Acute leukemias are often associated with the suppression of hematopoiesis. This condition is generally believed to reflect the “crowding-out” effect by the rapidly proliferating leukemia cells. Emerging data, however, has indicated that leukemia cells can instructively modulate the marrow microenvironment that is essential for the maintenance of hematopoietic homeostasis. One of the underlying mechanisms likely implicates leukemia-associated disruption of the marrow stem cell niche; however, the mechanisms by which acute leukemia employs to modulate niche architectural alterations are not well understood. A better understanding of the leukemia niche elements and the implicated molecular pathways involved in the niche regulation will facilitate the development of therapies to accelerate hematopoietic recovery and reconstitution in leukemia patients.
We used AML human NSG xenografts and the murine T-ALL model induced by the retroviral transfection of marrow progenitors with activated form of Notch1 (ICN1). In the murine T-ALL model, the transformed progenitors were co-transplanted with the wild type (WT) marrow cells into irradiated immune-sufficient C57BL/6 mice. The activated Notch1 drives leukemia transformation characterized by the expansion of an immature CD4+/CD8+ population of T progenitors. We tracked the niche location of leukemia using multi-photon intravital microscopy. The niche cell compartment and the reconstitution of co-transplanted marrow cells were characterized by flow cytometry, RT-PCR and in vitro differentiation assays.
In NSG mice receiving primary human AML cells, we observed that leukemia development was accompanied by a suppression of the host hematopoietic stem cell (HSC) compartment. A similar hematopoietic suppression was observed in the C57BL/6 mice receiving ICN1-expressing progenitors but not in the mice receiving control cells in a disease stage-dependent manner, characterized by a loss of the HSC population at the later disease stage and a prominent suppression of B lymphopoiesis in the companion non-transformed marrow compartment. Co-culturing with leukemia cells only modestly affected HSPC differentiation, indicating elements of leukemia microenvironment are also important to mediate the hematopoietic suppression.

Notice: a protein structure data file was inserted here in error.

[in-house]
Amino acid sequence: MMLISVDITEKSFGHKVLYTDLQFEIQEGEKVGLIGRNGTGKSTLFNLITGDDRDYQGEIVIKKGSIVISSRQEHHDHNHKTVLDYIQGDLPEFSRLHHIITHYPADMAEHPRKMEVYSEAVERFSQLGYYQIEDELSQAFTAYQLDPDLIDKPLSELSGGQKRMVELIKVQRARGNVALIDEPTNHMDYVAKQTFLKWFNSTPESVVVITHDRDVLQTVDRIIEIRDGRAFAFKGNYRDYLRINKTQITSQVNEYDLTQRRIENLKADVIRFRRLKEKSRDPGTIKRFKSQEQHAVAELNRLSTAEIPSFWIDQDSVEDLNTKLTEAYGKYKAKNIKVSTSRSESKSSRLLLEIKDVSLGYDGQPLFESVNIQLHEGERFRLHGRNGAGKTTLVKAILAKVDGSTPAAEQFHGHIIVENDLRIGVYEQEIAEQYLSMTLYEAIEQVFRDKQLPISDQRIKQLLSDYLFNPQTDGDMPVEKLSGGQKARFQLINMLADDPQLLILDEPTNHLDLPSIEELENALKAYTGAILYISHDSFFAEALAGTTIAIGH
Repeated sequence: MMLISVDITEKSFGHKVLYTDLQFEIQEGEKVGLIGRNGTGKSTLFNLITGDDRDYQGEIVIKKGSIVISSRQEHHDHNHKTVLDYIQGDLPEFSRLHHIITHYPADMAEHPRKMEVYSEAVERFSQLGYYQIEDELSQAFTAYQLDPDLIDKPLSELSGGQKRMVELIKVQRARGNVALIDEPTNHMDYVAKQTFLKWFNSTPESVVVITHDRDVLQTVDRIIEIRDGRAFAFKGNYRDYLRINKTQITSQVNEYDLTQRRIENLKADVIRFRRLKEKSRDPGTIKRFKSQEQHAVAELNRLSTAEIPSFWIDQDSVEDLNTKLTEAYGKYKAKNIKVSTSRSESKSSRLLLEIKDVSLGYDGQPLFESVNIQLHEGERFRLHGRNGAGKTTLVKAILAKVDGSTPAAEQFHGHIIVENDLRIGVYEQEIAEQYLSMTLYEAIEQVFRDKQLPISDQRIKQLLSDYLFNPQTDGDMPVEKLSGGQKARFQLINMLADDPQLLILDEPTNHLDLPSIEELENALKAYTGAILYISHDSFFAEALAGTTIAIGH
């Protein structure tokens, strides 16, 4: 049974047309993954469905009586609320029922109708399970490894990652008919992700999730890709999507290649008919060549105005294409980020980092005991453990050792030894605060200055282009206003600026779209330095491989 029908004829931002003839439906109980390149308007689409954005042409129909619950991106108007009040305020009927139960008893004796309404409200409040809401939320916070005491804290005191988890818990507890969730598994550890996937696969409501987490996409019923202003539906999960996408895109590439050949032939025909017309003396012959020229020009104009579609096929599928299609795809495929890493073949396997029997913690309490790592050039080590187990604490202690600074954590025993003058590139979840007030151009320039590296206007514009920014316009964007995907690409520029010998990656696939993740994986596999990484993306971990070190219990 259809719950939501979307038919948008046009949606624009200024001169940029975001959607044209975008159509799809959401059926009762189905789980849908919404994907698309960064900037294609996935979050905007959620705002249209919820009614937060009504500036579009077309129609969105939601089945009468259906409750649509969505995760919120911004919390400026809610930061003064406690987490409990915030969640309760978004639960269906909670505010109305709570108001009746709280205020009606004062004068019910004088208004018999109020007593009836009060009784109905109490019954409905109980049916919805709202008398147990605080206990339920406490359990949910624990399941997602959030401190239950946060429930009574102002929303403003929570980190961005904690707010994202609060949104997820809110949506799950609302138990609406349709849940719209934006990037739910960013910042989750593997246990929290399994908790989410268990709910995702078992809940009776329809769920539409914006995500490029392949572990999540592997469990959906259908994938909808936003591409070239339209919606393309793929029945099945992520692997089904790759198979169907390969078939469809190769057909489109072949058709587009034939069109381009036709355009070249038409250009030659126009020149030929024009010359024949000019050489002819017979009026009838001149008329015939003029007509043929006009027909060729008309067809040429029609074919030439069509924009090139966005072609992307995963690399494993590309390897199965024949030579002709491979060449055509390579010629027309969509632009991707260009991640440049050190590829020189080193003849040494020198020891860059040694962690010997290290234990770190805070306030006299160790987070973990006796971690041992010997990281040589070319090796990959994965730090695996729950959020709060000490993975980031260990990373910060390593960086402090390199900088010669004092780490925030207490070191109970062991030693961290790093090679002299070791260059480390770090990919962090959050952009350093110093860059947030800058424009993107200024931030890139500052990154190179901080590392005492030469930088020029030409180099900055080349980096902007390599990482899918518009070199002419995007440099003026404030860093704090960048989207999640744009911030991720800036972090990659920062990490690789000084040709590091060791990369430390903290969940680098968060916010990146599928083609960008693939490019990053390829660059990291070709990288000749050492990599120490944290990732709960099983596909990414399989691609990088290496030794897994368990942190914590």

To understand how leukemia cells modulate niche, we longitudinally tracked the niche localization and the proliferation of pre-leukemia cells in lethally irradiated host mice. We found that ICN1-expressing individual pre-leukemia cells can be identified on day1 at the peri-vascular niche after adoptive transfer, and appeared as clusters around day8 followed by a rapid expansion phase 2-3 weeks after transplantation. We then demonstrated that the CD8+ leukemia cells, which are enriched for leukemia initiating cells, but not the CD8- cells, homed to the peri-vascular niche in the secondary leukemia transplanted hosts. Further, co-transplantation of leukemia cells with WT HSCs decreased HSC homing to the marrow and displaced them from the peri-vascular niche. In addition, leukemia mice displayed a marked loss of endosteal-lining osteoblasts, accompanied with a down-regulation of the transcription factors essential for the osteoblast differentiation in both osteoblastic progenitors and the multi-potent stromal cells (MSCs), and leukemia MSCs displayed a suppressed osteoblast formation when compared to control MSCs. In contrast, expressions of Notch signaling targets as well as CXCL12 were up-regulated in the leukemia stromal cells. The requirement of Notch in the alteration of leukemia niche function is supported by the observation that gamma-secretase inhibitor (GSI) treatment of mice receiving GSI-insensitive ICN1 cells attenuated the HSC suppression.
In summary, we found a potentially common mechanism employed by different types of acute leukemia to instructively modulate niche components essential for normal hematopoiesis. Specifically, we identified that T-ALL leukemia cells driven by ICN1 induces a hematopoietic suppression through competitive displacement of the normal HSCs from the proliferating peri-vascular niche and an ablation of the endosteal osteoblasts. Our future studies will target to elucidate the mechanistic co-regulation of normal and malignant hematopoiesis by leukemia microenvironment.
No relevant conflicts of interest to declare.
Asterisk with author names denotes non-ASH members.